"If a coal miner survived a month of work in the mines, he was paid not in U.S. currency but in metals and paper (called coal scrip), which was printed by the coal company. Because only the company that printed the coal scrip honored it, or would redeem it, the coal miner had to purchase all his goods–his food, clothing, and tools–from the company store. Hence the miner paid monopolistic prices for his goods. Journalists and U.S. senatorial investigating committees repeatedly revealed the the region's coal company store prices were substantially higher, sometimes three times higher, than the local trade stores."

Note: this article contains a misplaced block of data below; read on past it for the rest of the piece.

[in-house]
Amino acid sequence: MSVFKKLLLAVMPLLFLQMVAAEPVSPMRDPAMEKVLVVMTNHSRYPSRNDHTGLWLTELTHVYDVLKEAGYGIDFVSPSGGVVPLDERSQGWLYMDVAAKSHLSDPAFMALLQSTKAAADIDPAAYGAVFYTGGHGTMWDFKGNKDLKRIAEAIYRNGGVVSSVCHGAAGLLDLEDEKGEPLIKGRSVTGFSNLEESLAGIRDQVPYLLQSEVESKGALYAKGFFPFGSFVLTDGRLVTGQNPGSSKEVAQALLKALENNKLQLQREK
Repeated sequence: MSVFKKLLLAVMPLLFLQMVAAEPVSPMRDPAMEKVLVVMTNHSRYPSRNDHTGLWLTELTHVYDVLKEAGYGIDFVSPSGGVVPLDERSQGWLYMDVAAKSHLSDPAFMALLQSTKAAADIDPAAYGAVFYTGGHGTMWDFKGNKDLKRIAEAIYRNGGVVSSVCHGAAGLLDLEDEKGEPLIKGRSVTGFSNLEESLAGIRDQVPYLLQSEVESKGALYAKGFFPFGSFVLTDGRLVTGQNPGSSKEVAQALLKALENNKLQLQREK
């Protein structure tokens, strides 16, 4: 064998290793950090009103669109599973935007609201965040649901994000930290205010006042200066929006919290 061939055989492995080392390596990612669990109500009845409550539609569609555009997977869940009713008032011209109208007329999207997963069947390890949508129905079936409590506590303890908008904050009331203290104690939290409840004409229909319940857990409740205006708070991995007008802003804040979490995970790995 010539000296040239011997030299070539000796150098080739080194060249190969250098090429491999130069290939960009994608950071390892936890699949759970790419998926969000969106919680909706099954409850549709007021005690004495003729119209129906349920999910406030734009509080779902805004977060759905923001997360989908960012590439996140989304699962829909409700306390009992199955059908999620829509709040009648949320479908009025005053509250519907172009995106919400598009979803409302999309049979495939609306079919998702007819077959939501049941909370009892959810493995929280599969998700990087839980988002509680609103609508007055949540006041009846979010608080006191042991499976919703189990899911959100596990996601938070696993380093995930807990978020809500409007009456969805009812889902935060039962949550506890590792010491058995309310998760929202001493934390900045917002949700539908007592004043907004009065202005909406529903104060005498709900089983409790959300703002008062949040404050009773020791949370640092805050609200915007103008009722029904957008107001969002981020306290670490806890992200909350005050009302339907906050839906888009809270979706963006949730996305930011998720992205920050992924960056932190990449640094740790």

–David Corbin, Life, Work, and Rebellion
This collection of 300 scrip tokens is arranged first by town and then by company with the years of operation of the company store and the numbers of employees at the mine.
Photographs are high-contrast close-ups to bring out worn lettering. Click to enlarge.